C.A. Says Auto Insurer Can Question Insured Under Statutory Condition and Can Examine Him for Discovery

In Baig v. The Guarantee Company of North America, the Court of Appeal allowed an appeal from a decision of Justice Gordon, in which he had held that an auto insurer could not require its insured to submit to an examination under oath pursuant to a statutory condition once litigation had begun. The motions judge had been of the view that the right to an examination under oath ended with the litigation because of the availability of examinations for discovery. In this case, which involved a claim for damage to the plaintiff’s BMW, Justice Gordon had also held that the insurer was not entitled to question the plaintiff about the valuation of his vehicle. Finally, he had dismissed the insurer’s counterclaim against appraisers of the vehicle.

The Court of Appeal reversed all three findings. It held that an insured cannot avoid having to submit to an examination under oath under statutory condition 6(4) of the policy “by the simple expedient of commencing an action”. It noted that “Redundancy can be avoided because the court, in controlling its own procedures, is able to consider questions that have already been asked and answered on a statutory examination improper on a subsequent examination for discovery. The fact that an insurer has the right to a statutory examination and an examination for discovery does not mean the insured must answer the same questions twice.”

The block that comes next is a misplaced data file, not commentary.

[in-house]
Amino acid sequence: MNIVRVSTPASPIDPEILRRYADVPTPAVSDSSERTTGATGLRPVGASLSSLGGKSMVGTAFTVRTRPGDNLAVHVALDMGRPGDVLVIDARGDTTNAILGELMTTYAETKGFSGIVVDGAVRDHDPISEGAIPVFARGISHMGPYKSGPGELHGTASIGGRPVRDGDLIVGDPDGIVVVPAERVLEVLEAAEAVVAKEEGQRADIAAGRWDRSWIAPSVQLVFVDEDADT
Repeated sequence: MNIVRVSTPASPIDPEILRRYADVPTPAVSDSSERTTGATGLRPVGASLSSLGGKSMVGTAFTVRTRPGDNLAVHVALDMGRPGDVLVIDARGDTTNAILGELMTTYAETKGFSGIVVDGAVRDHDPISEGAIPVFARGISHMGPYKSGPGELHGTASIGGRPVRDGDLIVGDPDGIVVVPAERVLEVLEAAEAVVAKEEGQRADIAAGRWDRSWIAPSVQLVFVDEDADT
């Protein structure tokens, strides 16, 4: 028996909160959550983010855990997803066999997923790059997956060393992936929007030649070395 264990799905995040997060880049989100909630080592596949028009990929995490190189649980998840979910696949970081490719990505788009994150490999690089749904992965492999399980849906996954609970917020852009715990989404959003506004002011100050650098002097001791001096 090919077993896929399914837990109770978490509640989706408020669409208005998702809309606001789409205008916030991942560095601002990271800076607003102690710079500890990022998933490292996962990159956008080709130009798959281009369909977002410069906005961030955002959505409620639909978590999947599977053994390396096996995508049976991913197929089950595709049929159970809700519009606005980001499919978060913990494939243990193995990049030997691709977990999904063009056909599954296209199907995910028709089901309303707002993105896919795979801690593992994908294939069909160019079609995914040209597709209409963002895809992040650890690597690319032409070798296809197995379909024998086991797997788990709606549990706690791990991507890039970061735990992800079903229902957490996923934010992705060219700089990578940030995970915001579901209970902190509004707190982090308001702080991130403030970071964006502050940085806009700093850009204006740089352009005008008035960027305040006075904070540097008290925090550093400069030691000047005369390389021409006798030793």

The Court also held that on its examination of its insured, the insurer was entitled to question him about the appraisal of the BMW. It noted that the insurer had taken the position that that appraisal had been fraudulently obtained and so, the questions were relevant:

If the question is relevant to the determination of GCNA’s liability at trial, I fail to understand how it would not be relevant to GCNA’s decision whether or not to pay the claim. The purpose of the statutory examination is to provide GCNA with the opportunity to examine the insured in regard to the matters that might properly affect its decision whether or not to pay the claim.

Finally, the Court overturned the motions judge’s dismissal of Guarantee’s counterclaim against the appraisers who had done the valuation on behalf of the insured. It concluded that the appraisers’ failure to tender evidence that there was no genuine issue for trial was “fatal to their motion”.

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